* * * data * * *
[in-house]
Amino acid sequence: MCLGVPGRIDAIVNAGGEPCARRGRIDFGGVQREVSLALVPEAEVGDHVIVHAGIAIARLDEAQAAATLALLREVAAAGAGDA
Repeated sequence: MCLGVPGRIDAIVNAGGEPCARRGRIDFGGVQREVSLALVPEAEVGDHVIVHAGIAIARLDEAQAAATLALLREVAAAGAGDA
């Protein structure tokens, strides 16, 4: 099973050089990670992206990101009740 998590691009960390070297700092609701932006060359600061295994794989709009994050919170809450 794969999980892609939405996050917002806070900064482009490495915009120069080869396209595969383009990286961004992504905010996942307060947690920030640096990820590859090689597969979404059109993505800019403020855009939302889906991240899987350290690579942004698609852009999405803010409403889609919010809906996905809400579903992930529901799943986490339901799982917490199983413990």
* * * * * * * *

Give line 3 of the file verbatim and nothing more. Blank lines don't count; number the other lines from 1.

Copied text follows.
Repeated sequence: MCLGVPGRIDAIVNAGGEPCARRGRIDFGGVQREVSLALVPEAEVGDHVIVHAGIAIARLDEAQAAATLALLREVAAAGAGDA